According to the United States Census Bureau, the city has a total area of 1.5 square miles (3.8 km²), all of it land.
There were 704 households out of which 36.9% had children under the age of 18 living with them, 53.1% were married couples living together, 12.5% had a female householder with no husband present, and 30.0% were non-families. 26.4% of all households were made up of individuals and 13.4% had someone living alone who was 65 years of age or older. The average household size was 2.61 and the average family size was 3.18.
In the city the population was spread out with 28.1% under the age of 18, 9.0% from 18 to 24, 27.3% from 25 to 44, 21.1% from 45 to 64, and 14.6% who were 65 years of age or older. The median age was 36 years. For every 100 females there were 90.3 males. For every 100 females age 18 and over, there were 88.4 males.
The median income for a household in the city was $27,188, and the median income for a family was $34,188. Males had a median income of $30,337 versus $16,607 for females. The per capita income for the city was $12,814. About 21.6% of families and 23.3% of the population were below the poverty line, including 28.0% of those under age 18 and 24.8% of those age 65 or over.
South Texas locals often use Three Rivers as a "halfway point" between San Antonio and Corpus Christi, TX because it is located approximately from both and is just off I-37, which is the most commonly used freeway to travel between the two cities.
There is a single school district for the entire city, Three Rivers Independent School District, containing Three Rivers Elementary School, Three Rivers Junior High School and Three Rivers High School. The school mascot is the bulldog, and the school has a usually-friendly rivalry with the school district in neighboring George West, TX. For the 2007 year, the school will compete in UIL events in District 31 - AA. In 1996 Wade Bonnell caught the wining touchdown pass in over time to save homecoming he is the town HERO.
Recently, Three Rivers began celebrating an annual one-day festival celebrating the popular chip dip in the area, calling it Salsa Fest. Each year in the spring, competitors may enter an original salsa recipe to be judged by festival-goers willing to pay the $1 voting fee. Currently, there are three divisions one can enter their salsa in: Amateur (anyone may enter); Professional (if the entering salsa is currently sold commercially); and Restaurant (restaurants can enter the homemade salsa served with their meals) to allow fairness between a homemade salsa and one that is commercialized. Voters vote for their favorite salsa in each division, allowing for three grand-prize winners who are rewarded with money and a Commemorative plaque, for their efforts.
Three Rivers currently has an unusually thriving music scene for a town of its size, with at least 10 rock bands and numerous pop and country artists residing in the community, many of which have performed at Three Rivers Salsa Festival.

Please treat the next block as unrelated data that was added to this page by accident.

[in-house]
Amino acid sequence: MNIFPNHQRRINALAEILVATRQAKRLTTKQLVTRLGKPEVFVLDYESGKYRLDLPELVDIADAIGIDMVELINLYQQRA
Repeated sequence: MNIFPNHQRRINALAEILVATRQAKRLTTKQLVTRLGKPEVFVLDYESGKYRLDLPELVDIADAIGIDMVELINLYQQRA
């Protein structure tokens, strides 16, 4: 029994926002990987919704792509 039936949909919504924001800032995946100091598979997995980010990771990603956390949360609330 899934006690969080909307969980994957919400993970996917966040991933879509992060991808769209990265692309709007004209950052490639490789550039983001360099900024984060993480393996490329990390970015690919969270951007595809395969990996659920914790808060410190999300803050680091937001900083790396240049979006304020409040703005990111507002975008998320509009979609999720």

Three city parks in total are available for visit, free of charge, although at Three Rivers City Park, located on Oakville Road, between the school and cemetery, $1 is required to use the swimming pool. This park also includes a soccer field used by Little League Soccer teams in the area, and two baseball diamonds, both used by Little League teams as well. The other two parks are the aforementioned park in The Barrio, and Tips Park also at the west end of town, off Hwy 72, which has camping and RV accommodations (for a fee), and fishing access to the Frio River.
Many Three Rivers residents live in or near Three Rivers because of the large number of jobs needed in the nearby federal prison (located roughly west of town, on Hwy 72) and the Valero refinery located inside the city limits. Most new residents moving permanently to Three Rivers are ones transferred to the prison or refinery from other jobs within those respective systems.
Most visitors to Three Rivers who come for reasons other than business or visiting family often come to stay overnight in one of several hotels because of Three Rivers' proximity to Choke Canyon Lake where several bass fishing tournaments are held each year. Other reasons for visit include hunting (whitetail deer, wild hog, dove, and quail are hunted in the area to name a few), shopping, the Live Oak County Jamboree, the Live Oak County Fair, and using the town as a temporary resting place in a trip, as the nearby highways (I-37, Hwy 281, and Hwy 72) joining nearby or in Three Rivers make a junction for travelers coming to and from San Antonio, Corpus Christi, and the Rio Grande Valley.
There are three stoplights as of 2006 on US Highway 281, two at the two intersections of Texas Highway 72, and one where Hwy 281 intersects Alexander St.
Three Rivers is also the site of the first glass factory in the State of Texas. Although it is no longer in production and the building has been demolished, a State Historical Marker stands at its site. Some of the antique shops in town and in the neighboring town of George West may sometimes carry a few pieces the factory produced.
American Pop trio The Jonas Brothers own a ranch in Three Rivers
In 1949, the community received attention concerning a dispute about the burial of Felix Longoria.